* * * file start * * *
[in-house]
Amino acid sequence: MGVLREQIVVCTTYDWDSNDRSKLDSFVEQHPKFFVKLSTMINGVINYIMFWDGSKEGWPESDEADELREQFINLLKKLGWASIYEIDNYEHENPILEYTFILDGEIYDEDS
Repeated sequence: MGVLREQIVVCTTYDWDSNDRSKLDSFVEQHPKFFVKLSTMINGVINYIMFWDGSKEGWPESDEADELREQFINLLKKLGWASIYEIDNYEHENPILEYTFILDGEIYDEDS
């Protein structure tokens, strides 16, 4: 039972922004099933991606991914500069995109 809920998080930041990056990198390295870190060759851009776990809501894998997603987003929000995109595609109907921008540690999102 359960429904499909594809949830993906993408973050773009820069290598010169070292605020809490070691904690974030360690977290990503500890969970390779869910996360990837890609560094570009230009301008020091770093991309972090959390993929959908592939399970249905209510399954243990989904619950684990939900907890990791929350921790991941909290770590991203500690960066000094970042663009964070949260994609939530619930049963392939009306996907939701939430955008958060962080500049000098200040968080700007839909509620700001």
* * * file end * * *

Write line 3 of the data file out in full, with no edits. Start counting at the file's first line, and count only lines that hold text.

Repeated sequence: MGVLREQIVVCTTYDWDSNDRSKLDSFVEQHPKFFVKLSTMINGVINYIMFWDGSKEGWPESDEADELREQFINLLKKLGWASIYEIDNYEHENPILEYTFILDGEIYDEDS